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Dr Pannu certainly knows more than sarkari spokespersons about Sikhism, comparative religious studies, notions of martyrdom, representation of religious figures in art and depiction of wars, besides the role of lackey artists and pen pushers in the courts of the rulers – from Napoleon’s to Amarinder’s. 

Well known human rights activist and one of the most prominent Christian voices in India, Dr John Dayal, has stated publicly, "There is a whole code to the depiction of horses in statuary. A leg raised has a meaning, and a rearing stallion quite a different one.” Dr Dayal describes himself as "gloriously unemployed, perhaps not employable” — which is another way of saying that he will find it loathe to become an advisor to any government, considering the ethical somersaults involved in the job — but he makes a very valid argument.
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The Tribune makes a very simple case by saying that "the choice of the image raised eyebrows as paintings/sketches of the Guru by several artists, ranging from the legendary Sobha Singh to contemporary names such as Kanwar Singh, Bhagat Singh Bedi and Raj Singh Tattal, are easily available.”
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A number of people on various social media platforms have raised this point about the posture of the horse. Why would the horse of the Tenth Sikh Master be shown in a rearing posture, denoting a reluctance to move forward?

Well known author Amandeep Sandhu, whose book, Roll of Honour, made a powerful case for the need to remember, moderated an animated discussion thread on Facebook, before finally saying, "Haye Rubba! I am so inclined to laugh out loud but I am deeply sad. Jacques-Louis David got it wrong, our homegrown photo-shopper got it wrong. The artist managed to demolish Napoleon and our copy-cat really managed to insult Guru Gobind Singh. All that we do is celebrate, without logic, without thought, even defend plagiarism!”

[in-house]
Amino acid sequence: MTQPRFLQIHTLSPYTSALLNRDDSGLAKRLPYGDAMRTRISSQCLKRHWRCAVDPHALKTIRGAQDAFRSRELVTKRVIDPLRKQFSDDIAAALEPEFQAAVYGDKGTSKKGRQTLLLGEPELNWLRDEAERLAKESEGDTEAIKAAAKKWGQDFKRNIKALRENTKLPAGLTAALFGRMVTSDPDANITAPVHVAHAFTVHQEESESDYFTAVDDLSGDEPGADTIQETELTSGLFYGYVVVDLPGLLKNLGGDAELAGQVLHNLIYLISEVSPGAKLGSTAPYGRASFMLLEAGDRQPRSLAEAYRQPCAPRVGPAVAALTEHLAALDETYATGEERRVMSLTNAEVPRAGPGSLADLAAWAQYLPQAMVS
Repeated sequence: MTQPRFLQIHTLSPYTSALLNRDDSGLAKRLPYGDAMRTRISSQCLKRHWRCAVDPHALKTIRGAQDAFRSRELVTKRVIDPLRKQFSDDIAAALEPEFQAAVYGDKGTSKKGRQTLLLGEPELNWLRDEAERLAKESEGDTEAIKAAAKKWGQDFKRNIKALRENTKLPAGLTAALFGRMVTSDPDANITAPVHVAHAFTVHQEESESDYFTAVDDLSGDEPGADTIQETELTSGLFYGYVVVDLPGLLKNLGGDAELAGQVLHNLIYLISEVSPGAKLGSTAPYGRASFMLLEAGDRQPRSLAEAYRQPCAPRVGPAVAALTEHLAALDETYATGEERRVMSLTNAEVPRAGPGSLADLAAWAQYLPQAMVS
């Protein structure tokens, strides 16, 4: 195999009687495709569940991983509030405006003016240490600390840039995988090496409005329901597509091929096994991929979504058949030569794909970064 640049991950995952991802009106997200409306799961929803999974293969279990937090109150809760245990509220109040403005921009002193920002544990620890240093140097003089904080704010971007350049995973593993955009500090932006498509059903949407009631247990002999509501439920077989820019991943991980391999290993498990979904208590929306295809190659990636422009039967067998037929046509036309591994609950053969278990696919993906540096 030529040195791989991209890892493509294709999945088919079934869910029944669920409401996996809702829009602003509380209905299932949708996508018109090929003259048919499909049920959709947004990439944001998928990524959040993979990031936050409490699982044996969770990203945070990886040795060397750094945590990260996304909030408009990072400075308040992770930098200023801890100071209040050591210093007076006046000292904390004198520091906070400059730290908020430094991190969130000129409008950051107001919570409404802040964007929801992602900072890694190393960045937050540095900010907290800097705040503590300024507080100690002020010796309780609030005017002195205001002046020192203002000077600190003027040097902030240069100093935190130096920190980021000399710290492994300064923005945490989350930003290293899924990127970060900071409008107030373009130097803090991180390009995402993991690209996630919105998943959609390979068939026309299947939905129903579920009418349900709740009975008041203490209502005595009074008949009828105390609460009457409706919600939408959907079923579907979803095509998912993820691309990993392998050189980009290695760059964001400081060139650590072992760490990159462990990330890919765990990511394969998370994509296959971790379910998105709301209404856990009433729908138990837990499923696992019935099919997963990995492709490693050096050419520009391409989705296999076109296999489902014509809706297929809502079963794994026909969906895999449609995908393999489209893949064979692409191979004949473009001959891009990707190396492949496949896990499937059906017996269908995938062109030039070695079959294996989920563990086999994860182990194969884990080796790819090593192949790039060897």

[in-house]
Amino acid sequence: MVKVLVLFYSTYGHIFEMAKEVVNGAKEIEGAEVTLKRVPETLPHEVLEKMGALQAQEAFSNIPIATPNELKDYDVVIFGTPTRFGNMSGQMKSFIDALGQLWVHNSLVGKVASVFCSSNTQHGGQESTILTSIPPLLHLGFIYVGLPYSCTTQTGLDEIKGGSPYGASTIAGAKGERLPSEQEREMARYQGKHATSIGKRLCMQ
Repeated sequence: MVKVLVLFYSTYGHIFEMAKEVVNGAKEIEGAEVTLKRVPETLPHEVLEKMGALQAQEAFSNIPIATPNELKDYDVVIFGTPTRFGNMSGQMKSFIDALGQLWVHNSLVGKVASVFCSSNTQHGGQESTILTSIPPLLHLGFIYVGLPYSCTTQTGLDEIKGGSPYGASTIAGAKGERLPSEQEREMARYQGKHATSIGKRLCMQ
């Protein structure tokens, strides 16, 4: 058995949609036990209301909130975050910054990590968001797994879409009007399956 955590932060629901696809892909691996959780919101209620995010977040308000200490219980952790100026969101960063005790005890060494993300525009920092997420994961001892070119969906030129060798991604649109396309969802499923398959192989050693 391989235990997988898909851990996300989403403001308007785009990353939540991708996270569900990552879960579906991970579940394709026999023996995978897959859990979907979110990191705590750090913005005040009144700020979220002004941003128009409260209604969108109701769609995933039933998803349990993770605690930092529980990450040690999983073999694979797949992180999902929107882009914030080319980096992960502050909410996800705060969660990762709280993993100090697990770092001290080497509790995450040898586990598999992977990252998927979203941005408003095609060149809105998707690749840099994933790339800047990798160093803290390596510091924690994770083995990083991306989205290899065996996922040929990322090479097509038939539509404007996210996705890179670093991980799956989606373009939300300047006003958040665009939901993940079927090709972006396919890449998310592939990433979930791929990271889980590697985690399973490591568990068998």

On Wednesday, December 27, The Tribune carried a well reasoned article by senior journalist Vikramdeep Johal. Titled, "Two Paintings and a political row.” The article pointed out a very well known fact that the similar painting was made by late Punjabi artist Gurbux Singh Theathi and said he "had drawn inspiration” from David’s ‘Napoleon Crossing the Alps.’ 
While we leave it to the readers to decide whether it is a case of inspiration or low level thievery, Johal is probably right when he says, quoting sources, that the creators of official advertisements "probably copy-pasted these images without ascertaining their genesis.”

The Tribune makes a very simple case by saying that "the choice of the image raised eyebrows as paintings/sketches of the Guru by several artists, ranging from the legendary Sobha Singh to contemporary names such as Kanwar Singh, Bhagat Singh Bedi and Raj Singh Tattal, are easily available.”

If that is not simple enough for sarkari hacks to understand, one can only understand why an author like Amandeep Sandhu will want to close a conversation like this: "Last comment please, I am no one to spend my Sunday to talk about something that is plain to me: of course, the Guru needed a poor French painting to convey his own significance.”

There you go, official spokesperson. You won. It’s just that the Guru doesn’t need puny little men to defend him. The Founder of the Khalsa Panth is up there with the greatest of the great, and neither needs borrowed iconography nor semantic cud chewing, and certainly not a horse called Marengo.

Post Script: By the way, it is just David’s painting that shows him crossing the Alps riding a horse. In reality, he crossed over astride a mule. Think about what you are defending!
 

Disclaimer : PunjabToday.in and other platforms of the Punjab Today group strive to include views and opinions from across the entire spectrum, but by no means do we agree with everything we publish. Our efforts and editorial choices consistently underscore our authors' right to the freedom of speech. However, it should be clear to all readers that individual authors are responsible for the information, ideas or opinions in their articles, and very often, these do not reflect the views of PunjabToday.in or other platforms of the group. Punjab Today does not assume any responsibility or liability for the views of authors whose work appears here.